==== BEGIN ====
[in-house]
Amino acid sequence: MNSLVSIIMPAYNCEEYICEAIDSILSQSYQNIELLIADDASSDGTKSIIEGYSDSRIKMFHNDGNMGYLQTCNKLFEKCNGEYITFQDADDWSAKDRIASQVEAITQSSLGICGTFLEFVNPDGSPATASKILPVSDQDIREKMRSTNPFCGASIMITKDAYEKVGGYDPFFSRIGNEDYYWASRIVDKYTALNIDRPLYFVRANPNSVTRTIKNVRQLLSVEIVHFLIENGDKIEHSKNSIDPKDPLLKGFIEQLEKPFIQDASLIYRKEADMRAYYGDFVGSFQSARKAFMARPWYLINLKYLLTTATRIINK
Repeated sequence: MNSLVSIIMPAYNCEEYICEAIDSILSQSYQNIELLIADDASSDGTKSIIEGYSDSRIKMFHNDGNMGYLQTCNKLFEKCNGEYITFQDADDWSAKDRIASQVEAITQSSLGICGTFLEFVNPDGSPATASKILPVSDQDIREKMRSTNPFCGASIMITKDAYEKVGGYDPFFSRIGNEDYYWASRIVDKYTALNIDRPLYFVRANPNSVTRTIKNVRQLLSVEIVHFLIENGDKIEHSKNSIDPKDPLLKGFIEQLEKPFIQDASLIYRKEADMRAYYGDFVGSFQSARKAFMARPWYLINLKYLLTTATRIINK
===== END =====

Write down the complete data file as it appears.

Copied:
[in-house]
Amino acid sequence: MNSLVSIIMPAYNCEEYICEAIDSILSQSYQNIELLIADDASSDGTKSIIEGYSDSRIKMFHNDGNMGYLQTCNKLFEKCNGEYITFQDADDWSAKDRIASQVEAITQSSLGICGTFLEFVNPDGSPATASKILPVSDQDIREKMRSTNPFCGASIMITKDAYEKVGGYDPFFSRIGNEDYYWASRIVDKYTALNIDRPLYFVRANPNSVTRTIKNVRQLLSVEIVHFLIENGDKIEHSKNSIDPKDPLLKGFIEQLEKPFIQDASLIYRKEADMRAYYGDFVGSFQSARKAFMARPWYLINLKYLLTTATRIINK
Repeated sequence: MNSLVSIIMPAYNCEEYICEAIDSILSQSYQNIELLIADDASSDGTKSIIEGYSDSRIKMFHNDGNMGYLQTCNKLFEKCNGEYITFQDADDWSAKDRIASQVEAITQSSLGICGTFLEFVNPDGSPATASKILPVSDQDIREKMRSTNPFCGASIMITKDAYEKVGGYDPFFSRIGNEDYYWASRIVDKYTALNIDRPLYFVRANPNSVTRTIKNVRQLLSVEIVHFLIENGDKIEHSKNSIDPKDPLLKGFIEQLEKPFIQDASLIYRKEADMRAYYGDFVGSFQSARKAFMARPWYLINLKYLLTTATRIINK